Bulgaria: Beautiful and Mysterious

The lyrics to the Beatles’ “Back in the USSR “played through my mind as the wing of our plane dipped to reveal an early Spring landscape blanketing the countryside, with fresh shades of vibrant greens, as we were about to land in Sofia.  The Berlin Wall fell on November 9, 1989 and Bulgaria, a Soviet satellite country, ousted their communist party at the same time. But I’m a child of the cold war and Eastern Europe seemed as exotic and as full of mystery as the lost kingdom of Tibet, and the Beatles’ tune stuck.IMG_5115-2In the airport, at the tourist information kiosk, multiple large screen tv’s played flashy videos promoting Bulgaria’s culture, tourism, and natural beauty.  We asked the woman staffing the desk for a map of Sofia and directions on how to transfer into the city.  “Follow the line,” she snapped. Not fully understanding I asked again. “Follow the line!” she barked firmly a second time. She scowled in the direction of the arrows painted on the floor and turned away. Her previous career, I’m speculating, was a prison guard in the now closed gulags.  She was obviously better suited commanding prisoners to “assume the position” than to being the first friendly face welcoming visitors to her country.  I’m sure she was hiding handcuffs and would have used them if I asked another question.  But that’s how it was, one day you’re communist and the next day you’re taking customer service courses and trying to embrace a free market economy.  And for some the promise of a better life hasn’t been realized.  Later, one of our hosts would express, “some folks prefer the old way, they’re still communists.” “Come and keep your comrade warm,” another refrain from the Beatles song, didn’t ring true.  We weren’t feeling the love just yet.  Aside from that rocky start, we had very enjoyable time in Bulgaria. IMG_0200The line led to a modern subway station adjacent to the airport terminal and for 1.60 BGN, about 90¢ USD, we rode theM2 line past sad remnants of soviet era block housing, before it descended deeply underground, for a twenty minute ride to the National Palace of Culture station.  IMG_1974We emerged onto the pedestrian only Vitosha Boulevard filled with folks enjoying a warm Spring day and an incredible vista of Vitosha Mountain towering over the city.  Inviting outdoor cafes lined the street and we quickly chose which one we’d return to after meeting our Airbnb host.  We stayed on Knyaz Boris just two blocks parallel to Vitosha Boulevard and as majestic as the pedestrian mall was, the side streets, though tree lined and harboring small shops and restaurants, were slightly dismaying with wanton graffiti tags on every apartment building door and utility box.  There was a lack of pride in ownership. IMG_5982 The idea that’s it’s not my responsibility is a leftover from the communist era, when the government owned and was responsible for everything.  The front door to our building was no different, but our third-floor walkup apartment was an oasis with a sun-drenched living room and tiny balcony that we would call home for a month.  And to our delight, but to our waistlines’ detriment, there was a baklava bakery across the street! img_428236950-2.jpgLong at the crossroads of expanding empires, Bulgaria has had a contentious past with Thracian, Persian, Greek, Roman, Byzantine, Ottoman and communist influences.  The First Bulgarian Empire, 681-1018, has been deemed the Golden Age of Bulgarian Culture, with the adoption of Christianity as the official religion in 865 and the creation of the Cyrillic alphabet.  Independent for only short periods of time during the medieval age, the National Revival period between 1762-1878 brought Bulgaria to finally throw off the yoke of Ottoman domination that had lasted from 1396.  Sadly, there were only six decades of self-government before the proud people of Bulgaria became a satellite regime of communist Russia at the end of WWII and fell behind the Iron Curtain.IMG_2015Today Sofia is transforming itself into one of the most beautiful, cosmopolitan cites in Europe with its pedestrian malls, extensive park system and tram lines that weave throughout the city.  But the past is always present and just around the corner in Sofia.  Walking north along Vitosha past the end of the pedestrian mall there is a three block stretch that displays a vast stretch of that history on the way to the Central Market Hall, where we were headed to stock our pantry.  We got sidetracked.IMG_5796Seven millennia ago, put down the first foundations of what we now call Sofia. The construction of Sofia’s modern subway system in the 1990’s revealed multiple layers of antiquity and many of the amazing artifacts unearthed are displayed, in museum cases, on the subway platforms in the Serdika station and National Archeology Museum nearby.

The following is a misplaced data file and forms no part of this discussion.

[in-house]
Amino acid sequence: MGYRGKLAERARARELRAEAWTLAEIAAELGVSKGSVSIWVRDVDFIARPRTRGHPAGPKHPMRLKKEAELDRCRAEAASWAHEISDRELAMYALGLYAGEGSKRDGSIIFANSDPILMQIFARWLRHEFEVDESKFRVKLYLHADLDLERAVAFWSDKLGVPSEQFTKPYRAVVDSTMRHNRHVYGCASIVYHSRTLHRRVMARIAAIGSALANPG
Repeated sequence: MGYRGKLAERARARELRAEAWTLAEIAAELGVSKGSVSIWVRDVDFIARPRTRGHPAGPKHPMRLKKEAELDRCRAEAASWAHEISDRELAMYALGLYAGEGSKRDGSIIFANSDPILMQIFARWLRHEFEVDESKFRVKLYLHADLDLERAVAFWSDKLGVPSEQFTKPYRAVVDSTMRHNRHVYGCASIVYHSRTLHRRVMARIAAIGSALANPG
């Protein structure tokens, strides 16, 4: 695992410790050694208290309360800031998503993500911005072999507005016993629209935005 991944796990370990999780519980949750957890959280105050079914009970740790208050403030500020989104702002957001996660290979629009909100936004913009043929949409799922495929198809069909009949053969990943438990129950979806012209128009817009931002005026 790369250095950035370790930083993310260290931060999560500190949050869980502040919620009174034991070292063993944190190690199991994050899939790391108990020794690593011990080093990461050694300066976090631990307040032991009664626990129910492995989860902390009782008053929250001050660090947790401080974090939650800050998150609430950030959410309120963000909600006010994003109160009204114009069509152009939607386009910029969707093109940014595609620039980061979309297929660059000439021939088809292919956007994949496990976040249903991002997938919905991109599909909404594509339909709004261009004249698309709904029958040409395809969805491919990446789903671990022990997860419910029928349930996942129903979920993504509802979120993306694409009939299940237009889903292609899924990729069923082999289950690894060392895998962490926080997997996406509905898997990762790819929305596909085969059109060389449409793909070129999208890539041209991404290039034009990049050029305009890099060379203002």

This is ground zero for history in Sofia as so many interesting sites are nearby.  Some larger stone columns and decorative capitals discovered have been placed in the Doctors’ Garden near Cathedral Saint Aleksandar Nevski.IMG_6334A tram passed by quietly as we approached St Nedelya Church, surrounded by trees in a small plaza.  The 19th century structure in front of us replaced a wooden structure that dated to the 10th century.  The inside of the domed church is spectacular with religious murals covering every surface. IMG_5757 Tragically in a 1925 bombing, the Bulgarian Communist Party attempted to kill the King of Bulgaria and other members of the government who were attending a funeral at this church – one hundred-fifty people died, and the cathedral’s dome was razed.  Excavations behind the church in 2015 uncovered early ruins and a treasure of 3,000 Roman silver coins from the 2nd century AD. IMG_2811